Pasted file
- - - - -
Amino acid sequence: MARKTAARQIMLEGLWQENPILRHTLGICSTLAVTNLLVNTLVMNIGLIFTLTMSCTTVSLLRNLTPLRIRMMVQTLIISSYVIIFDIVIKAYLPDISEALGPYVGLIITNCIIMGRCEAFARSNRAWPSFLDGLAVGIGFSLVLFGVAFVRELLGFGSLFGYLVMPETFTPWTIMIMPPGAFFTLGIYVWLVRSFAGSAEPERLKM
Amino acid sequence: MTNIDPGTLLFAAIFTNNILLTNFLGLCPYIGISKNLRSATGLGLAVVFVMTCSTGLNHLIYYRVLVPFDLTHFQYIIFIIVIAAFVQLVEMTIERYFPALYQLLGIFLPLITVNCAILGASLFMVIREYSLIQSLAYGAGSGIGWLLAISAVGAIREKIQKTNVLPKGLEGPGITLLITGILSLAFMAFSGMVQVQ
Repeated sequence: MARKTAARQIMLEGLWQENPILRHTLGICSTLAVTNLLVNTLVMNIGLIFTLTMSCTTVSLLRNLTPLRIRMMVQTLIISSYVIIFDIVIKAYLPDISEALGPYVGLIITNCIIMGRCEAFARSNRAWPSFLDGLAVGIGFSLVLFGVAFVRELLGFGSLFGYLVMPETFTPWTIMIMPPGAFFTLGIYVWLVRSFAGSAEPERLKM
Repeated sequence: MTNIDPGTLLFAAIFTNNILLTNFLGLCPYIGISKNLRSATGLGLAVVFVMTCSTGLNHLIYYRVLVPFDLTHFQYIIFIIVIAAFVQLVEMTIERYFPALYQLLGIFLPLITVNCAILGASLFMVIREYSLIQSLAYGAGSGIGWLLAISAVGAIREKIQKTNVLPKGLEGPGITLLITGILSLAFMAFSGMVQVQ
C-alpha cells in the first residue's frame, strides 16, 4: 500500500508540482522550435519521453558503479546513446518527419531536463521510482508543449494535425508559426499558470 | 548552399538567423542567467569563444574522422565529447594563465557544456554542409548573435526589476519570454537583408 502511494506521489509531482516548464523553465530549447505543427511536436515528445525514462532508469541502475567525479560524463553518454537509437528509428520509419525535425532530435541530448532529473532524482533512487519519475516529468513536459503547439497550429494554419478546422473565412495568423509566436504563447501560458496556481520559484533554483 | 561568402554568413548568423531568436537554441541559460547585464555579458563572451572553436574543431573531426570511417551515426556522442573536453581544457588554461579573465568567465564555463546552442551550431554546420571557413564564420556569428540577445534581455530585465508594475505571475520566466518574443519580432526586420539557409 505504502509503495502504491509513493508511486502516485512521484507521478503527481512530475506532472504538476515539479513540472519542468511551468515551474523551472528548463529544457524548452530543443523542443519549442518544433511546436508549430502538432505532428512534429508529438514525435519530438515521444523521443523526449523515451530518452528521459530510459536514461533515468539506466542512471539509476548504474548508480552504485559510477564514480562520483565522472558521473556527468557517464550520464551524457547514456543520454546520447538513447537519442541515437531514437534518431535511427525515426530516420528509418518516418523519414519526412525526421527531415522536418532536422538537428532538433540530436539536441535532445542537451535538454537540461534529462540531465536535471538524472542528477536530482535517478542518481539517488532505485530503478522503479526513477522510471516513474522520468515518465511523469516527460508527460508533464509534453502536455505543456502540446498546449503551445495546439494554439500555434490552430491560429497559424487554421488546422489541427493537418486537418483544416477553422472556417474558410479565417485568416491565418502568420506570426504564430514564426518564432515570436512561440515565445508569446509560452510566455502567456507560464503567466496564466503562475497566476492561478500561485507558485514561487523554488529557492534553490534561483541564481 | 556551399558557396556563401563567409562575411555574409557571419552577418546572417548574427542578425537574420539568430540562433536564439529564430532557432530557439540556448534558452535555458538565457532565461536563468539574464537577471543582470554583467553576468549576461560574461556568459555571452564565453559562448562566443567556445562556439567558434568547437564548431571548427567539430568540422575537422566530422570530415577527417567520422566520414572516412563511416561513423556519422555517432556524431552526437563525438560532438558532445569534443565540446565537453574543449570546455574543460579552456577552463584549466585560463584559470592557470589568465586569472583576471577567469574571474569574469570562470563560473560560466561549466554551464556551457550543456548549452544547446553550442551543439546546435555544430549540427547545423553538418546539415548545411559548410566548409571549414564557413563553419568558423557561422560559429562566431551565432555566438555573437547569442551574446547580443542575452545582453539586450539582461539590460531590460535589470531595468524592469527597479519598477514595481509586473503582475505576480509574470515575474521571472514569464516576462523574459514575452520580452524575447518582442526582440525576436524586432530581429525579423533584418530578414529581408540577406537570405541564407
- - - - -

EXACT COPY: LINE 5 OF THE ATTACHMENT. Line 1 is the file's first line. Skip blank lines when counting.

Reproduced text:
C-alpha cells in the first residue's frame, strides 16, 4: 500500500508540482522550435519521453558503479546513446518527419531536463521510482508543449494535425508559426499558470 | 548552399538567423542567467569563444574522422565529447594563465557544456554542409548573435526589476519570454537583408 502511494506521489509531482516548464523553465530549447505543427511536436515528445525514462532508469541502475567525479560524463553518454537509437528509428520509419525535425532530435541530448532529473532524482533512487519519475516529468513536459503547439497550429494554419478546422473565412495568423509566436504563447501560458496556481520559484533554483 | 561568402554568413548568423531568436537554441541559460547585464555579458563572451572553436574543431573531426570511417551515426556522442573536453581544457588554461579573465568567465564555463546552442551550431554546420571557413564564420556569428540577445534581455530585465508594475505571475520566466518574443519580432526586420539557409 505504502509503495502504491509513493508511486502516485512521484507521478503527481512530475506532472504538476515539479513540472519542468511551468515551474523551472528548463529544457524548452530543443523542443519549442518544433511546436508549430502538432505532428512534429508529438514525435519530438515521444523521443523526449523515451530518452528521459530510459536514461533515468539506466542512471539509476548504474548508480552504485559510477564514480562520483565522472558521473556527468557517464550520464551524457547514456543520454546520447538513447537519442541515437531514437534518431535511427525515426530516420528509418518516418523519414519526412525526421527531415522536418532536422538537428532538433540530436539536441535532445542537451535538454537540461534529462540531465536535471538524472542528477536530482535517478542518481539517488532505485530503478522503479526513477522510471516513474522520468515518465511523469516527460508527460508533464509534453502536455505543456502540446498546449503551445495546439494554439500555434490552430491560429497559424487554421488546422489541427493537418486537418483544416477553422472556417474558410479565417485568416491565418502568420506570426504564430514564426518564432515570436512561440515565445508569446509560452510566455502567456507560464503567466496564466503562475497566476492561478500561485507558485514561487523554488529557492534553490534561483541564481 | 556551399558557396556563401563567409562575411555574409557571419552577418546572417548574427542578425537574420539568430540562433536564439529564430532557432530557439540556448534558452535555458538565457532565461536563468539574464537577471543582470554583467553576468549576461560574461556568459555571452564565453559562448562566443567556445562556439567558434568547437564548431571548427567539430568540422575537422566530422570530415577527417567520422566520414572516412563511416561513423556519422555517432556524431552526437563525438560532438558532445569534443565540446565537453574543449570546455574543460579552456577552463584549466585560463584559470592557470589568465586569472583576471577567469574571474569574469570562470563560473560560466561549466554551464556551457550543456548549452544547446553550442551543439546546435555544430549540427547545423553538418546539415548545411559548410566548409571549414564557413563553419568558423557561422560559429562566431551565432555566438555573437547569442551574446547580443542575452545582453539586450539582461539590460531590460535589470531595468524592469527597479519598477514595481509586473503582475505576480509574470515575474521571472514569464516576462523574459514575452520580452524575447518582442526582440525576436524586432530581429525579423533584418530578414529581408540577406537570405541564407